Brother Ron Barnes
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A B C D E F G H I J K L M N O P Q R S T U V W X Y Z

Objectivism, Subjectivism and Relativism


Dear Brother Ron

What are objectivism, subjectivism and relativism in terms of religious studies? How would these apply to homosexuality?

Coolness


Dear Coolness

Objectivism is the ethical position that certain acts are objectively right or wrong. Personal opinions do not enter into the equation. Using objective data, the act is either right all the time or wrong all the time. An objective person would come to this conclusion every time for every circumstance.

Subjectivism holds that the nature and existence of every object depends solely on someone's subjective awareness of it. Judgments of right and wrong depend on the individual's perception of those acts and how they relate to his internal value system.

Relativism holds that moral or ethical propositions do not reflect objective and/or universal moral truths, but instead depend on social , cultural , historical or personal circumstances. In other words, an act may be right or wrong, depending on these circumstances.

How these apply to homosexuality or any other behavior depends on your spiritual perspective. If you believe that God's law, as interpreted by religious organizations, is absolute, then behaviors are either right or wrong for everybody, all the time, no exceptions. A person using such standards would rely on an external definition of such behaviors, since any personal definition would not be objective.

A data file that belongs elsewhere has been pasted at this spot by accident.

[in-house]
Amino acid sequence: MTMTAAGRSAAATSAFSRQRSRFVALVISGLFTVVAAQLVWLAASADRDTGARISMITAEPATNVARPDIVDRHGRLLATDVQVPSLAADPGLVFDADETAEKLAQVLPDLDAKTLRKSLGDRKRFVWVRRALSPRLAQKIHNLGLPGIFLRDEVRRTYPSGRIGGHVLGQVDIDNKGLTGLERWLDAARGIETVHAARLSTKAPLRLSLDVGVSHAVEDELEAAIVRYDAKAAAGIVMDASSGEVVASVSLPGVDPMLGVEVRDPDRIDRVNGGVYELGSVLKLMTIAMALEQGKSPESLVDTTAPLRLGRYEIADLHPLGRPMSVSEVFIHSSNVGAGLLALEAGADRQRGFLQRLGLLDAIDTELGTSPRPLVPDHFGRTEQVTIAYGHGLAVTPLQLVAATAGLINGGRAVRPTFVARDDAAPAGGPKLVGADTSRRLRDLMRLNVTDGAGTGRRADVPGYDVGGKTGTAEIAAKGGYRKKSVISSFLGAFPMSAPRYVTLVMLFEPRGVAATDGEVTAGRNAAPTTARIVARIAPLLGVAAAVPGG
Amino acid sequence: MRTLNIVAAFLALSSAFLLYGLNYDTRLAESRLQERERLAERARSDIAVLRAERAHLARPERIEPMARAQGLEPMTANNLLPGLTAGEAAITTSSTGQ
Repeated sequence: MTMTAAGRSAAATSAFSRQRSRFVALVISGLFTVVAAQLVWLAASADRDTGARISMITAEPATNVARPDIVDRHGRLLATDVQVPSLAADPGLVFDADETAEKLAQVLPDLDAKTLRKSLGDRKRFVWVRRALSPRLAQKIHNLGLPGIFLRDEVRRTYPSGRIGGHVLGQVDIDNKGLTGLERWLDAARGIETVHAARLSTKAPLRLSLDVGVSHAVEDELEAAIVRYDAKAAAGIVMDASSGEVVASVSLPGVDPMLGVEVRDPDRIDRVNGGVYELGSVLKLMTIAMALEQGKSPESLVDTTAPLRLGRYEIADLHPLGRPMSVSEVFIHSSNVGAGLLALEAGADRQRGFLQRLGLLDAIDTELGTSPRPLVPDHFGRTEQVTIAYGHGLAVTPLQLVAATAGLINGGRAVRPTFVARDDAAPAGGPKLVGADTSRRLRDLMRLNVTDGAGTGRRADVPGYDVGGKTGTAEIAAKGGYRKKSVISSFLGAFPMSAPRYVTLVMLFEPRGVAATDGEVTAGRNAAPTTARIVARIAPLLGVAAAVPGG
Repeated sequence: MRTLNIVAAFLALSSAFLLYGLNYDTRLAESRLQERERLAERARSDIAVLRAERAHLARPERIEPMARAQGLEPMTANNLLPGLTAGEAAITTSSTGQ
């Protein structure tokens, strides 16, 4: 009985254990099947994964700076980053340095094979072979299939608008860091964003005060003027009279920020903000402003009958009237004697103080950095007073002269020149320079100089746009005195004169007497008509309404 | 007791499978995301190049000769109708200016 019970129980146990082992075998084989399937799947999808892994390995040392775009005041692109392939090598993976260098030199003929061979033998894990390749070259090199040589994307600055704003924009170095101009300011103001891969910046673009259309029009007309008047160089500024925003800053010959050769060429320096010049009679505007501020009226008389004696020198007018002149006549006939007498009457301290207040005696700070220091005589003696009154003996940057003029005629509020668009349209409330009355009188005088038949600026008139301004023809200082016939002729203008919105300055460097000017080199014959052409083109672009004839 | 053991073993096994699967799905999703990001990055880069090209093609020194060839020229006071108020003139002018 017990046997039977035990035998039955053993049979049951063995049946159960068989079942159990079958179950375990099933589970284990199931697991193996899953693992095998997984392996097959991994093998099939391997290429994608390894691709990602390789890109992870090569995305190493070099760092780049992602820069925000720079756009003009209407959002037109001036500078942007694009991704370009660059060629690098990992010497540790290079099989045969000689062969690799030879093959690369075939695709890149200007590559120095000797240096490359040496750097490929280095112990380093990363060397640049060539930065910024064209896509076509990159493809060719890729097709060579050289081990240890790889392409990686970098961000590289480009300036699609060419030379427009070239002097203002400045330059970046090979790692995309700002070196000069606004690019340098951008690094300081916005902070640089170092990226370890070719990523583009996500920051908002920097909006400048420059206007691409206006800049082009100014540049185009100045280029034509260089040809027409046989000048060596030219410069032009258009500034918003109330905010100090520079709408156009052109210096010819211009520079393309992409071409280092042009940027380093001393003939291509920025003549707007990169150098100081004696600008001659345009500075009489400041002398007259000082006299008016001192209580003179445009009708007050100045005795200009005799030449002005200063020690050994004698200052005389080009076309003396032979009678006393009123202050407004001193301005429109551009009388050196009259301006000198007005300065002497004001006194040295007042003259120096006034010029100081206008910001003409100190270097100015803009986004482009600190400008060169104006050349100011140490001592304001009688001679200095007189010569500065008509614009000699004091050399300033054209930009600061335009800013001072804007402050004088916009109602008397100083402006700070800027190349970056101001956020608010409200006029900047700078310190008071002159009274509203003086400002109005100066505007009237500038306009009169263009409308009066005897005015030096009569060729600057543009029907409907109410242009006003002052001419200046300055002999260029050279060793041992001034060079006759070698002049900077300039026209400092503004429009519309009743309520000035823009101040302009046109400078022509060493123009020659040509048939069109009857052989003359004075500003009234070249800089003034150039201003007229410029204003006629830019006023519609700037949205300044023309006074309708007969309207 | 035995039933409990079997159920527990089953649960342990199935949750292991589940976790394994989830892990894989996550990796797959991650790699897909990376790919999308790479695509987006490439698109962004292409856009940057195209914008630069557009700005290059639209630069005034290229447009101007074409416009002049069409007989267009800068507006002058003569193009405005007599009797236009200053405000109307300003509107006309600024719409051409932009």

If, however, you believe that we are each free to set our own standards of right and wrong, you are the only relevant judge of your behavior. My problem with this is it does not take into account the effect of your behavior on others. If I believe that only I can determine what is right for me, then I would consider how my behavior affects you to be irrelevant. Those who are offended or harmed by my behavior might disagree.

Judging the correctness of an act based on relative circumstances necessarily involves a personal interpretation of the person's relationship to his environment. If I see a certain event from a certain perspective, I might consider it entirely appropriate to react one way. Somebody seeing the same thing from a different perspective might consider my reactions totally inappropriate.

So I guess it all depends on whether you value the standards of religious organizations, other people or yourself. Personally, I like to ask God for guidance. By going directly to the source, I avoid those with organizational agendas. Besides, I consider any human values (including my own) imperfect and questionable.

Best always
Brother Ron